Autumn is close at hand. Migrations and changes have begun. Yesterday a neighbor called to ask if I was being over-run by starlings. Her deck, with its many feeders, was covered with starlings–young, adult, old, they all vied to get as much feed as they could before flying away. Birds migrate mostly at night, using the stars for navigation. So these starlings were “packing on the carbs” before the night’s flight.
A few starlings visited me but my swarm was quite different. It was bees! Hundreds of bees had found their way to my hummingbird feeder and drained it dry. There were so many bees that the birds were intimidated and perhaps even stung. They would fly in, furtively, grab a quick mouth of seed and fly away with bees on their tails. The bees massed in great numbers on the hummingbird feeder and some even climbed into the feeder through a feeding hole that had lost its tiny plastic “flower” which narrows down the opening, drowning themselves in the process and making quite a mess. You can see them in this picture, bunched at the top of the liquid.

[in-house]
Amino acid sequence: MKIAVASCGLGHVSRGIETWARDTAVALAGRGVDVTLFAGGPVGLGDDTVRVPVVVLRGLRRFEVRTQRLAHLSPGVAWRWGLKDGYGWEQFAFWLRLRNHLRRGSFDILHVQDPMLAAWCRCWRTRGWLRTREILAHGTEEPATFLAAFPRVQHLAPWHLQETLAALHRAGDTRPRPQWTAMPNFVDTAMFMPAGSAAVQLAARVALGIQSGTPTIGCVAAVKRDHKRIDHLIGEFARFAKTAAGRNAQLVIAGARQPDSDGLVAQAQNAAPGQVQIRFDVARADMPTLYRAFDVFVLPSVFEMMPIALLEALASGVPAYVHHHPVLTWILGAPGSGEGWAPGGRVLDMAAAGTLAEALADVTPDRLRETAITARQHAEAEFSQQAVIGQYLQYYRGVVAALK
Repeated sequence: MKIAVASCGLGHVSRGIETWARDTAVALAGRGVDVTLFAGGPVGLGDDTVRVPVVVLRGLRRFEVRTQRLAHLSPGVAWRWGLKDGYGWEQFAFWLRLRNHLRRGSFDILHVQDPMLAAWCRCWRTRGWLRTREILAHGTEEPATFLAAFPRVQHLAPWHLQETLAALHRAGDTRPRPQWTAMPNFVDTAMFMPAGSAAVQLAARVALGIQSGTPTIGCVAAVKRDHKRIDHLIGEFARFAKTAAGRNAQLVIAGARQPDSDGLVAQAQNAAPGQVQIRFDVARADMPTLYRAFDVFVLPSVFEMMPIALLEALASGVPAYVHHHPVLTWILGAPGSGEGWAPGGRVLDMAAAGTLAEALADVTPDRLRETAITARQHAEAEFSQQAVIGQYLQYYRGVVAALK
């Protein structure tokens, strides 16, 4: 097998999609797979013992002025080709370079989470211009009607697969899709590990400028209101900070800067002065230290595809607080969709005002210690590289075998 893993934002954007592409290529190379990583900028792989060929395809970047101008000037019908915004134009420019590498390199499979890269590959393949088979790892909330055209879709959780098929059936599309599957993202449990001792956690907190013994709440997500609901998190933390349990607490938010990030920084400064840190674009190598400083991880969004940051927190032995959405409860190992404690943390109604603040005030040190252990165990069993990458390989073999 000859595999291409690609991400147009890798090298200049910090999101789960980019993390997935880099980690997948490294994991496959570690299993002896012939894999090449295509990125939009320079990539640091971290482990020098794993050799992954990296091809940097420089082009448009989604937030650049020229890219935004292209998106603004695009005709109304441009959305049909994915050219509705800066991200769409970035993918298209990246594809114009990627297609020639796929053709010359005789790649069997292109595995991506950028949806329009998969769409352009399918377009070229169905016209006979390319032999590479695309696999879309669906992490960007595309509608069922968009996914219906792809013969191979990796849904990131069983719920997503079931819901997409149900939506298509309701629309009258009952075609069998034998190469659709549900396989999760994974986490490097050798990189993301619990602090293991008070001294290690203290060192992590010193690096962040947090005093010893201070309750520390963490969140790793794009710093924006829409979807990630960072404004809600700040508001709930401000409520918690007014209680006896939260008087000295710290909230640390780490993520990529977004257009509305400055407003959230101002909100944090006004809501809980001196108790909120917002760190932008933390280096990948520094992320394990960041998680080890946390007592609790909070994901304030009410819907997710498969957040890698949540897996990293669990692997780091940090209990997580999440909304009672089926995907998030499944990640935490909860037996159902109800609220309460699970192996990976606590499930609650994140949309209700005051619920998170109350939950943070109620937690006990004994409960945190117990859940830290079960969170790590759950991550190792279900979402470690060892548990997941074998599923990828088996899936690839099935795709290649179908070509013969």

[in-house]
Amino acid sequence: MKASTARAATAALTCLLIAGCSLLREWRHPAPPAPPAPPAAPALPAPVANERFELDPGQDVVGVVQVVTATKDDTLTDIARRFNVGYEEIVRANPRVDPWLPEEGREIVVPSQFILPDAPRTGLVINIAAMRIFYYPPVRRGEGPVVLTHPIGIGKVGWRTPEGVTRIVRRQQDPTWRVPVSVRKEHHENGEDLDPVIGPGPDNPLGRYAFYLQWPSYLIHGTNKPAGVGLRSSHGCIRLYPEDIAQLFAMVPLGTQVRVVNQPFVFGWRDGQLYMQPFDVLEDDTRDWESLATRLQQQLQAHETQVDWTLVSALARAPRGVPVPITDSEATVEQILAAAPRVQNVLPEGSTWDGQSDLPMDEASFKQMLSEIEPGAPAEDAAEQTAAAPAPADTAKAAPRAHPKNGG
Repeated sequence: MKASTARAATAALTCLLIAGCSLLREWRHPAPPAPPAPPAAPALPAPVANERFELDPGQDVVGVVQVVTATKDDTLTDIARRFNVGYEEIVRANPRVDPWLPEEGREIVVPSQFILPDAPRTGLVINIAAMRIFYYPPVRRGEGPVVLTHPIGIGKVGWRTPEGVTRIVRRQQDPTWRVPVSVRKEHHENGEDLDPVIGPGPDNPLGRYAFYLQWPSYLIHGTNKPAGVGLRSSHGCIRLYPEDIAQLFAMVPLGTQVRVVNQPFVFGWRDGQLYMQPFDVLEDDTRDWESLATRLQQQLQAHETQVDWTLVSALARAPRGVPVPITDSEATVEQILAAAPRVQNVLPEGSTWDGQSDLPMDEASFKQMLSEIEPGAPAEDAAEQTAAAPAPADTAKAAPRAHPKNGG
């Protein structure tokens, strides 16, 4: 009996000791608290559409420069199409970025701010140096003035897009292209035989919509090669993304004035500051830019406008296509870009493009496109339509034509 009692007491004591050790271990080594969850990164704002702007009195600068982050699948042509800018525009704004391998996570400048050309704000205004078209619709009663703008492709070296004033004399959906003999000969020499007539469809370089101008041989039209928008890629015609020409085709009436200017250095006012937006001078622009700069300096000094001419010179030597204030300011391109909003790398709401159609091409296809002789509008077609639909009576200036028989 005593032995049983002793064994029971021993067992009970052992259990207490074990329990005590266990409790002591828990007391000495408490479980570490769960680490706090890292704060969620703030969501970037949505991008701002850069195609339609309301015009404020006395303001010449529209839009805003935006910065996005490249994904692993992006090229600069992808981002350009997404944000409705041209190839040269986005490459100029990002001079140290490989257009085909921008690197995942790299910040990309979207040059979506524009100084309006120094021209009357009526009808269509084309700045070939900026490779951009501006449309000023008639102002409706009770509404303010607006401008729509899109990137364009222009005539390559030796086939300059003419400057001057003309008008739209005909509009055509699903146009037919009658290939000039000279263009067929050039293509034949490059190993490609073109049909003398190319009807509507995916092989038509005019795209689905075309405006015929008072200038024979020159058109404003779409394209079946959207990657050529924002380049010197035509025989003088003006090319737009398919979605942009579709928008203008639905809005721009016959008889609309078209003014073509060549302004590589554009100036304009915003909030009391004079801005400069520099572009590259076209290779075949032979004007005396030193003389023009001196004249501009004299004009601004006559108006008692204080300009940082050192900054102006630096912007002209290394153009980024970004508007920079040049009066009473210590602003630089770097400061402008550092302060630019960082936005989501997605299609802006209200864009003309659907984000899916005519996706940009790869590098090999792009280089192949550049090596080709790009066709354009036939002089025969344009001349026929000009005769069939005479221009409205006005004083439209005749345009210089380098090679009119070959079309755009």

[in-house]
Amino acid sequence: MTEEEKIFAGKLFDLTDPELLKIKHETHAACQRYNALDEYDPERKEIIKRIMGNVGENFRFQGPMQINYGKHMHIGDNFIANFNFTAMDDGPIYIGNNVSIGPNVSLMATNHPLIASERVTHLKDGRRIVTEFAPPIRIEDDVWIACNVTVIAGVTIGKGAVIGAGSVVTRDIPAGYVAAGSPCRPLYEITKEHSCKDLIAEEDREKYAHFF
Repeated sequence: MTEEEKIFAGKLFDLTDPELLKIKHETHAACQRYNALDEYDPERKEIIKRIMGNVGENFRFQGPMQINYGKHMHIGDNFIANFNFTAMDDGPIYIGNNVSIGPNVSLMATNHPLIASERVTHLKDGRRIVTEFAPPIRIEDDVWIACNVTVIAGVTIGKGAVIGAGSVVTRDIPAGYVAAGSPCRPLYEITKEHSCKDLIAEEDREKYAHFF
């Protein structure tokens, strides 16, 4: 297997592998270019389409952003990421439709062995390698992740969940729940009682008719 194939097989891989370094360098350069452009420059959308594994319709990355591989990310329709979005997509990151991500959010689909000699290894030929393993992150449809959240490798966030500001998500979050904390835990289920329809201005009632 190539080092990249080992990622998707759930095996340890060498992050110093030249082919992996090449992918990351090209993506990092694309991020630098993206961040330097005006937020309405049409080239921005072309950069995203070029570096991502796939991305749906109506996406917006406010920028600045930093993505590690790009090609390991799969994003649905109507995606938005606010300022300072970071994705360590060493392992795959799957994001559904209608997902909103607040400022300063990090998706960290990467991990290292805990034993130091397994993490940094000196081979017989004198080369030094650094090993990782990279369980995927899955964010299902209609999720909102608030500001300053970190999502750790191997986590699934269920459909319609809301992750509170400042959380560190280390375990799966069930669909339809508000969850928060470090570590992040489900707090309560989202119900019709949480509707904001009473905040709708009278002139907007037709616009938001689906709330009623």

I was puzzled as to why they had suddenly decided to descend on a feeder that has been in place for two months. The answer presented itself today.
A short distance from the hill on which I live is a small business that specializes in erosion control and surveying properties. The owner also has bee hives which he put out in a field last May during my visit. In the past couple of days the number of beehives has increased dramatically and so has the activity at the business during the night. The annoying beep-beep-beep of a lift backing up has pierced the night, disrupting the sleep for many of us here on Fawn Hill. We could not imagine what this company was doing in its work from 10 p.m. to 3 a.m. but today, as we drove by the place returning from a delightful day trip to the Joyce Kilmer Memorial Forest we noticed that the number of hives has increased tremendously. They line the driveway and stretch onto the fields. Suddenly it all became clear. The bee hive keeper was collecting his flock, preparing it for a move south. Hence the bee population in this neighborhood has skyrocketed and they are going for whatever they can find eat.
Just another part of the cycle. I’ve been told I need a special feeder that has holes so small that only hummingbirds with their small proboscis can access them. I’ll make that investment and, next year, the hummers will have two feeders until the bees return in August. Then we’ll put away the feeder that calls many to their death. Just part of the learning process here on Fawn Hill and, after all, life is for learning. ☙